So… you’ve been inspired to declutter your house. Easier said than done right? Decluttering may start out as a simple enough process. It’s easy to throw out old papers, recycle those magazines you flipped through once, donate those pants and shirts that have gone completely out of style. But things may get a little more complicated when the time comes to sort through all those pieces of memorabilia you hold so near and dear to your heart. Be strong, we’re here to help.
Here are some important tips to keep in mind while you’re getting through the clutter, and the meaningful items too.
Begin by doing a simple walk through of your home, mentally inventorying things that may need to go. As you notice items that may give you heartburn in parting with, like that old Victorian lamp your Aunt Myrtle gave you that’s sitting in the closet, write them down on a list in order of least to most sentimental. Once you’re done, start with the room that has the greatest number of sentimental items with the most value to you.
Obligation or Honest Affection?
As you’re going through those items think about what makes them important to you. Do you feel a responsibility to hold on to these items because someone would feel bad if you didn’t? Or do they legitimately bring back a pleasant memory that’s truly near and dear to your heart? If you wouldn’t hold onto the item if it had not been purchased, made, or owned by someone close to you, seriously consider parting with the item by throwing it away or gifting it to someone else.
Relive the Glory
Personal items that you adore may just end up weighing you down. Give that bowling ball bookshelf you made in 7th grade shop class one last spot in the living room for a couple days, then throw it out. The memories you treasure, or don’t depending on your middle school experience, won’t be diminished or boosted by it’s presence or lack thereof.
What’s Truly Special
So much of what we hold onto brings back memories, sure. But is it truly special? A big difference lies between something like an old collection of dolls that none of your children, nieces, or nephews would care to have, and something you and your mother worked on together, some beautifully handmade treasure that may be cherished by generations to come.
Design a test for yourself to determine what is truly important and what is just “stuff.” If you have boxes upon boxes of what you consider to be treasures, ones which you never ever crack open the boxes to see, no one else is going to want to see it either. Let it go, and make room in your home and your life for new memories.
One of the smartest things you can do is take old pictures, drawings, artwork, projects, letters, documents, and the like and scan them for digital storage. Take a weekend to digitize only the memorabilia that is truly meaningful to you, then store it on a few thumb drives for safe keeping. You can even keep one thumb drive at your home, one at a family member’s home, or one in a safety deposit box.
Bins, Bins, and More Bins
If you have an especially hard time separating the truly sentimental from the clutter, try limiting yourself to certain size bins. Pick a period in your life you want to remember. Collect all of the things you’ve collected along the way during that time frame, then limit what you’ll keep to whatever will fit in that bin.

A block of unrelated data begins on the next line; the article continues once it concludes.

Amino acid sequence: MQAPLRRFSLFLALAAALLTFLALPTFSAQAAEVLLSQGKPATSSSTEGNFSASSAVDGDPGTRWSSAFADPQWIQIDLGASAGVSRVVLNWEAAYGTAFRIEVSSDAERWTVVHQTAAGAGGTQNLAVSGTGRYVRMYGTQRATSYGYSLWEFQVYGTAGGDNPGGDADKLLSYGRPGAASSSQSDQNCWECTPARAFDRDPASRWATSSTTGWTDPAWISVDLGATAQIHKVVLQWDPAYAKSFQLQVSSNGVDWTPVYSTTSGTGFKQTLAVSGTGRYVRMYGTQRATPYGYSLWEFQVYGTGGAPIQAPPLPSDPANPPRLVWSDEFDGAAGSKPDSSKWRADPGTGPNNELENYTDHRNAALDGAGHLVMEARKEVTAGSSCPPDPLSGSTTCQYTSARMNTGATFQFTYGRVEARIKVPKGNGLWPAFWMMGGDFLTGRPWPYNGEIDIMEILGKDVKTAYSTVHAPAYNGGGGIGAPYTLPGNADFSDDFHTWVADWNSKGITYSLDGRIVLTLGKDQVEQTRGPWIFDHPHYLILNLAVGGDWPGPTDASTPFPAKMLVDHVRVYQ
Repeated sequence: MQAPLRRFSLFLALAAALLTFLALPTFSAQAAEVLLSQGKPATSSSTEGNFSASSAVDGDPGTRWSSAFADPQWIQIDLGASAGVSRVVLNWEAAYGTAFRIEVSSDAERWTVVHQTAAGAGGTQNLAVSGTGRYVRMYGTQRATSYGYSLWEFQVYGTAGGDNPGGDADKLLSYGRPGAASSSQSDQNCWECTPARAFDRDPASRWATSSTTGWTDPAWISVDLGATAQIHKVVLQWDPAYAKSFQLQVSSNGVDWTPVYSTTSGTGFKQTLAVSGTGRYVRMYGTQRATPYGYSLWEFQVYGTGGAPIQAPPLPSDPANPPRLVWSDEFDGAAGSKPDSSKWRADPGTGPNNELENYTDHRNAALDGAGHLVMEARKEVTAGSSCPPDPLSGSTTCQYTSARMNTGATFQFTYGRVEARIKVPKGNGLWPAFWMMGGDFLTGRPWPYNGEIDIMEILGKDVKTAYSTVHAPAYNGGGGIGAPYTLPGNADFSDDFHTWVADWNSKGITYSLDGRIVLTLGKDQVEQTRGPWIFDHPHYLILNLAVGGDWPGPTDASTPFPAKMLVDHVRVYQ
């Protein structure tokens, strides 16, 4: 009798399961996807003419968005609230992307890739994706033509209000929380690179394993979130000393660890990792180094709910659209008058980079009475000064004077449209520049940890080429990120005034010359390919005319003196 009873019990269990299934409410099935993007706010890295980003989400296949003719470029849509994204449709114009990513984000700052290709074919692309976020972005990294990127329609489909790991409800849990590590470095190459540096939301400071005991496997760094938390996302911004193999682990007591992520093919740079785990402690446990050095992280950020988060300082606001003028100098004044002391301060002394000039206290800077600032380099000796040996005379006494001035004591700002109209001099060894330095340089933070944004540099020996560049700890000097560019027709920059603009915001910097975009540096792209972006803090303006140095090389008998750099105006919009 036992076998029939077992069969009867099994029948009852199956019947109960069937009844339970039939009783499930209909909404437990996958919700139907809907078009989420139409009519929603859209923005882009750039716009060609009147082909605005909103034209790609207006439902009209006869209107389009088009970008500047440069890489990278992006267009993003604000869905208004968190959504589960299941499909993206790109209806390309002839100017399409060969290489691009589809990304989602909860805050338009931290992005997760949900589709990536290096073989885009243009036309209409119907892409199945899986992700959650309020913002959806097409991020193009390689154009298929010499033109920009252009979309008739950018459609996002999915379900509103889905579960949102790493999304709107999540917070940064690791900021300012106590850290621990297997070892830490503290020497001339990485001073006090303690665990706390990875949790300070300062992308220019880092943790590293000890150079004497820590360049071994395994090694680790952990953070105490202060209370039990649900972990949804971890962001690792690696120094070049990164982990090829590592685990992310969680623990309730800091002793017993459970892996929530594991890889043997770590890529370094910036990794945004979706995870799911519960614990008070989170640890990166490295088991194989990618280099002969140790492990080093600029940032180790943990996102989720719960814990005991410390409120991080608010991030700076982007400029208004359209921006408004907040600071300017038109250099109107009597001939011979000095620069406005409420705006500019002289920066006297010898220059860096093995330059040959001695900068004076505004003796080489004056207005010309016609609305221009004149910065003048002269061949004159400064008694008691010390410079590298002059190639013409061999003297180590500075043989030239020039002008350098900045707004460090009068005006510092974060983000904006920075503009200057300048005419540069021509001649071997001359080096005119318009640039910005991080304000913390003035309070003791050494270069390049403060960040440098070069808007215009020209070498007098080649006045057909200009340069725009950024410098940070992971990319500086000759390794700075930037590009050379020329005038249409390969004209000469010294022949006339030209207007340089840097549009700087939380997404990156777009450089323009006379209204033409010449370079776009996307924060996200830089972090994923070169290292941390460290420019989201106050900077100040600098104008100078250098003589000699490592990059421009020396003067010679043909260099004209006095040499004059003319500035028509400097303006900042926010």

Be reasonable with the bin size. The smaller the better. A five gallon tote will get you nowhere. But a container slightly larger than a shoebox will enable you to keep the items of most importance. So, when you’re wanting to relive some wonderful childhood memories on a lazy afternoon, you can focus on the memories and memorabilia that really matter.
Limit Decorative Items
Sure, we all want our homes to look nice. But we can do this without making our homes an obstacle course full of tripping hazards caused by keepsakes and trinkets everywhere. Take a good look at each room in your house, and pair down the number of items that don’t serve a practical purpose.
Keep only those ornamental items your eyes gaze upon with regularity when you spend time in that given room. Perhaps there is a vase you love to adore while sitting on the sofa, or there are photo frames holding your most favored memories. Save those. Get rid of the porcelain bunny on the end table collecting dust, or the coasters no one ever uses or needs.
At the end of the day the ultimate test to use in determining whether an item is truly worth keeping is the emotional reaction it brings out. Just because you may experience an “oooh” or “awww” moment when going through old things, doesn’t mean those old things are worth keeping.
You must set priorities and then keep the strength to hold fast to those set rules. If you feel a strong emotional connection to an item, not just an “oh isn’t that cute” feeling, then keep it. If it is something your children or other family members will certainly want to have in the future, consider giving it to them now if they’re ready for it. Or, if it can be repurposed or memorialized in some way instead of just sitting in a box, then keep it.
Getting rid of unnecessary junk and items does not erase the memories associated with them. Those memories will be with you as long as you want them to. Remember, you can always retell your memories in a journal so that you’ll always have them with you. Think about whether or not a photo or a written recount of that special day would serve the same purpose as looking at that item itself. And remember, when you clear out space in your home and your life, you can look a the world around you with more clarity, with room to make new memories.